Defendants portray the course of events differently. According to Turner's Declaration, submitted in support of Defendants' opposition to Plaintiffs' motion for a preliminary injunction, Hirt has made numerous unauthorized visits to school property during school hours, despite having no children, grandchildren, or other family members enrolled in U.S.D. 287 schools.[14]Defendants contend that in early 2015, Hirt entered an elementary classroom during school hours, brought a photographer with him to the school to take photos during school hours, and tried and failed a third time to access the elementary school during school hours.[15] Defendants claim that Hirt has caused school staff to fear for their safety.[16] Defendants further contend that during school board meetings on April 13 and May 11, 2015, Hirt could be heard using foul language toward board members.[17] Defendants state that during the June 8, 2015 meeting, Hirt addressed the board in a hostile manner, and that after the meeting, he threatened Turner that he would “get [him]” if school names were changed.[18] Defendants further state that the school board president had to stop the July 13, 2015 meeting to reprimand Hirt for cursing at board members while seated in the audience.[19] All of these disturbances, according to Defendants, occurred outside the three-minute “patron forum” allowed for public comment at school board meetings.[20] Turner also states that on July 16, 2015, Hirt came to the school district office and frightened office staff by being “loud and demanding” when complaining about the response he received to his open-records request.[21] Turner claims that Hirt “raised his voice at me and used a threatening tone. . . . I was concerned for my safety.”[22]

         Defendants have record of Clark's attendance at three school board meetings in 2015, where he spoke during the designated patron forum on the topics of the common core, out-of-district students, district policies on speaking during the patron forum, and disciplinary measures for meetings attendees.[23] There is no evidence that Clark has been disruptive at school board meetings, and both parties agree that Clark has never been barred from such meetings.

         Defendants argue that Plaintiffs' motion for a preliminary injunction is moot because on June 14, 2017, Turner mailed a letter to Hirt permitting him to attend any meeting or event on school district property to which the public is invited, including school district board meetings.[24] Although Hirt acknowledges receiving a letter from Turner, he claims that he cannot remember its precise content and may have mistakenly discarded it.[25] The letter, which is attached as an exhibit to Defendants' Amended Response in Opposition to Plaintiffs' Motion for Preliminary Injunction, states:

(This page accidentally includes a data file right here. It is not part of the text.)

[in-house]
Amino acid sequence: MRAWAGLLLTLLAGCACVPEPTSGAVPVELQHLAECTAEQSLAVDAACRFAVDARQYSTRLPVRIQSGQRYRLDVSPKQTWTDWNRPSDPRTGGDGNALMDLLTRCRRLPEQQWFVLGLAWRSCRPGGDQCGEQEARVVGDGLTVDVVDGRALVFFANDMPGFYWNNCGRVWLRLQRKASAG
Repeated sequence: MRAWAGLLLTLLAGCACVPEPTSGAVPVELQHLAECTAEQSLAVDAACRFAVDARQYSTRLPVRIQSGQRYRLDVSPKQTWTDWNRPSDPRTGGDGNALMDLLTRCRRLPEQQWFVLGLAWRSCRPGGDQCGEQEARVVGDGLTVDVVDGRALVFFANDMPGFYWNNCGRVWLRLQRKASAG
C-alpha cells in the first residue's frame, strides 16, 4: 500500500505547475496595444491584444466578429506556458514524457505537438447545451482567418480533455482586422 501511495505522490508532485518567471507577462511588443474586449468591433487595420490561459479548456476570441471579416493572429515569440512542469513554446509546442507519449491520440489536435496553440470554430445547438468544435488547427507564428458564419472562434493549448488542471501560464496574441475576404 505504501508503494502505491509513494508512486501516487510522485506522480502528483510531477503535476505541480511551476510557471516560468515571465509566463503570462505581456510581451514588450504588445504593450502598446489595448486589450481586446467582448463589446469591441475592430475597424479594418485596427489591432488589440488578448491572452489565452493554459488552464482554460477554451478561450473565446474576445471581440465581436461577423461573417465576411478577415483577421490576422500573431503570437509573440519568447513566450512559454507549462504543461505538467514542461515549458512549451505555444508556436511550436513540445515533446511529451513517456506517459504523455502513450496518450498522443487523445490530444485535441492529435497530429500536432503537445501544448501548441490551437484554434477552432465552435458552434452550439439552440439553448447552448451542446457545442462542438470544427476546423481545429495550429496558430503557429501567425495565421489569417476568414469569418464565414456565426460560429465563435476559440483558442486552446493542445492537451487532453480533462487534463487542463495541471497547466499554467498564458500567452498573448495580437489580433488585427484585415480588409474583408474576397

This letter will inform you that you are no longer excluded from being on USD 287 property to attend any meetings or events to which the public is invited, including USD 287 Board meetings. We ask that you refrain from any disruptive behavior and limit your participation in the meetings to the allotted three minutes for public comments. You should refrain from coming on USD 287 property which is not generally open to the public, including schools, except for public events.[26]

         On June 21, 2017, the Court ordered Plaintiffs to show good cause in writing why their motion for a preliminary injunction should not be found moot.[27]

         Plaintiffs responded to the Court's show cause order on June 26, 2017, [28] and filed a reply in support of their motion for a preliminary injunction three days later.[29] In both briefs, Plaintiffs contend that the June 14, 2017 letter permitting Hirt to attend any meeting or event on school district property to which the public is invited does not moot Plaintiffs' motion for a preliminary injunction for two reasons. First, Plaintiffs contend that they are still subject to the school board's “ad hoc socially acceptable policy” at such meetings and events, and that adverse action may be taken against them if they fail to comply with that policy.[30] Second, Plaintiffs argue that the letter fails to remove restrictions on their right to assemble on (or otherwise visit) school district property.[31]

         II. Legal Standard